finding your roots

Gee, I’m Related to Kyra Sedgwick, Too

Stephen Haynes April 10, 2012

Watching Louis Henry Gates’s “Finding Your Roots” show tonight provided a nice diversion. One of his guests was actress Kyra Sedgwick. “Wait a moment,” says I, “there’s a Sedgwick on our family tree. Maybe …”

It took a little sleuthing, but I think the relationship is pretty sound, if distant and via my 7th great grandmother having married twice. I had Kyra’s father’s name from the Web, and her 4th great grandfather’s (Theodore Sedgwick, a prominent lawyer and participant in the Revolution in 18th century Massachusetts) from the show, so the rest was filling in the gaps between us and Theodore (via his grandfather) and between Theodore and Kyra.

And all this because our 7th great grandfather David Whitney’s wife was recorded in our family tree as “Prudence Merrill Sedgwick,” erroneously it turns out, because Ebenezer Sedgwick was Prudence’s first husband. That error, now corrected, was all I needed to complete the track, which is illustrated in the image — sorry it’s so small, but that’s the site’s limitation.

Haynes-Sedgwick Relationship Chart

 
 
 
 

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Comments

  • garth tuttle

    April 12, 2012 at 9:30 pm

    Re: Merrill: There is one known Merrill family from Old New England ; I am of that descent, as I believe are both prs. Bush and v.p. Channey – amongst numerous others. Most Old New England families have some relative in common, some have several (I, myself, am my own cousin )

  • B. F. Davis

    April 15, 2012 at 9:11 pm

    Having been very active for over thirty five years in genealogical research, I was hopeful about “Finding your Roots……” when 1st announced on PBS. However, I find that H. L. Gates, Jr.’s refernces to “slave owners” in guest’s ancestral trees more than a little disturbing. Surely there is more interesting information available on some of these long dead people and Mr. Gate’s way of presenting this to the unsuspecting places them in an unwarranted and embarrasing position, as they scramble to disown or denounce their forebears “evil’ in owning slaves. Shame on you Mr. Gates!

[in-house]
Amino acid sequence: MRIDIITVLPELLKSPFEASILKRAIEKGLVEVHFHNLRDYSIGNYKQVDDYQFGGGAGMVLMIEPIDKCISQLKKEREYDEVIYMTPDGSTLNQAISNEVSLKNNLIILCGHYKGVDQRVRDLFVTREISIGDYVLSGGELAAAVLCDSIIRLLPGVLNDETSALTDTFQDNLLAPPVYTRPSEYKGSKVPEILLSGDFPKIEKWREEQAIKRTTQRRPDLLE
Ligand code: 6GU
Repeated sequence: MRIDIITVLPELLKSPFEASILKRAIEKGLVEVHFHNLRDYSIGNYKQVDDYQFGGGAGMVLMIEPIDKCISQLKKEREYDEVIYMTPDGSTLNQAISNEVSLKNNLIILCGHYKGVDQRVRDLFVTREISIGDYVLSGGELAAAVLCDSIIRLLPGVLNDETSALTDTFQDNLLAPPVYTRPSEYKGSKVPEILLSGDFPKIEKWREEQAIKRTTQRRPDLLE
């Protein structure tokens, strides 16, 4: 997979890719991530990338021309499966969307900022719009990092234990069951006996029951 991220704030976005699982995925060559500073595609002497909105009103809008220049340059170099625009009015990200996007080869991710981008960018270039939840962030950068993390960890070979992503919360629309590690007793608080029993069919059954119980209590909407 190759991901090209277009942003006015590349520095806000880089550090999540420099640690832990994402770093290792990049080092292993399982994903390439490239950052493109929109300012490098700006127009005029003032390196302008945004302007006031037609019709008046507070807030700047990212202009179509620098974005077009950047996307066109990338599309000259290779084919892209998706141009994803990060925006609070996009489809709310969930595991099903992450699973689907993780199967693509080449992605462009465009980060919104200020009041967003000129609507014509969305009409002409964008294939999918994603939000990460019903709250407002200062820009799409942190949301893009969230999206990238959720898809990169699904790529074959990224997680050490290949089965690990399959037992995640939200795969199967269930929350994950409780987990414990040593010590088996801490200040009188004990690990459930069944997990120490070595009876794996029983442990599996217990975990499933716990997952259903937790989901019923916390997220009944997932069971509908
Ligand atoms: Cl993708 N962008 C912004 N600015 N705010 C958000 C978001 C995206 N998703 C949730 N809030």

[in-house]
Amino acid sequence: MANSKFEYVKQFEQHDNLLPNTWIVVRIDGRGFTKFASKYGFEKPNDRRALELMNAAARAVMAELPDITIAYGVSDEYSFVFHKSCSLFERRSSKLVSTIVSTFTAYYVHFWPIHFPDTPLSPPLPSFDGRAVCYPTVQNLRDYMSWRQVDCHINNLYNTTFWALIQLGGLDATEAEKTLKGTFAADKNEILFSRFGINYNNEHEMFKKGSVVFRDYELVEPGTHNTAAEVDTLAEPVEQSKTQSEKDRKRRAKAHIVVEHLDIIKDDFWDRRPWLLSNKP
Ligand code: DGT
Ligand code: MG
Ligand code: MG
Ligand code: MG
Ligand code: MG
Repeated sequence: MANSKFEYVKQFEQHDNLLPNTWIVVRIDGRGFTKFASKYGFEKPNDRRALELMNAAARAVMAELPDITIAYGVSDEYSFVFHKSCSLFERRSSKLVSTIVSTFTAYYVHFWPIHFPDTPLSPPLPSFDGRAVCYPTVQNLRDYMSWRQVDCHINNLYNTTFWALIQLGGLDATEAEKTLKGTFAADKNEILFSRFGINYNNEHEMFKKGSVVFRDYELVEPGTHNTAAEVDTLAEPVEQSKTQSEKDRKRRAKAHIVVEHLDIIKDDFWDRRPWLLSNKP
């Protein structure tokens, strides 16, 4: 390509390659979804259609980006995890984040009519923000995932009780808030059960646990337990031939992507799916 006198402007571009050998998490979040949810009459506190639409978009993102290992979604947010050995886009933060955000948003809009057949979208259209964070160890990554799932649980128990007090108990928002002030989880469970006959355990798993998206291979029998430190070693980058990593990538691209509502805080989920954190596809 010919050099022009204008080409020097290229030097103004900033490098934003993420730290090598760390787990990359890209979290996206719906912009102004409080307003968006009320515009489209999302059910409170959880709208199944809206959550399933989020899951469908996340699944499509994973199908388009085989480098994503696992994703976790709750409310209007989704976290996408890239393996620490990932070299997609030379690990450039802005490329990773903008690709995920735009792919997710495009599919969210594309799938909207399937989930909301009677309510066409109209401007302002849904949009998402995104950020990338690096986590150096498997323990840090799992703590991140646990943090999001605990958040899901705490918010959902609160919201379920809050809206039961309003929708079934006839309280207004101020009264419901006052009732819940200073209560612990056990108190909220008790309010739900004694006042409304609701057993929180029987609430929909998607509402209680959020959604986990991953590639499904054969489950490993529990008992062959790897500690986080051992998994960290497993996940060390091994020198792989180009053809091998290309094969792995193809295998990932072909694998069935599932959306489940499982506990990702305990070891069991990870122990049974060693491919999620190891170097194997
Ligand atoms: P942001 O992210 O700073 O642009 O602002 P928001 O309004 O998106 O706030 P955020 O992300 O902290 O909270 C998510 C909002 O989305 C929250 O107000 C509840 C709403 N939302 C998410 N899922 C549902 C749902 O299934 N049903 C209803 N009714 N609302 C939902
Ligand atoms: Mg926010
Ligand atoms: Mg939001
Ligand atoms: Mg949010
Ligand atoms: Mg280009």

• Jay

    April 16, 2012 at 3:50 pm

    I love how Dr. Gates takes from ordinary genealogies very profound overarching and universal themes, such as how slavery impacted the lives of the Nation, rich and poor alike, and turns it into a lesson. Each episode is like an exquisately cut gem. Profoundly beautiful work, Dr Gates.

  • Denise

    April 23, 2012 at 4:37 pm

    Congratulations on your connection…
    @B. F. Davis, referring to slave owners is a clue for African Americans researching our ancestry. We view the fact that “Who Do You Think You Are” omit mentioning obvious slave owners as a “shame on them”. Personally, I wish everyone who finds slave owners in they’re ancestry would mention it in some way.

  • Keith

    April 24, 2012 at 3:23 pm

    @ B.F. Davis i agree with you wholeheartedly and believe me you are not the only one who feels that way.

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About the Series

The basic drive to discover who we are and where we come from is at the core of the new 10-part PBS series Finding Your Roots with Henry Louis Gates, Jr., the 12th series from Professor Gates, the Alphonse Fletcher University Professor at Harvard University and director of the W.E.B. Du Bois Institute for African and African American Research. Filmed on location across the United States, the series premieres nationally Sundays, March 25 – May 20 at 8 pm ET on PBS (check local listings).

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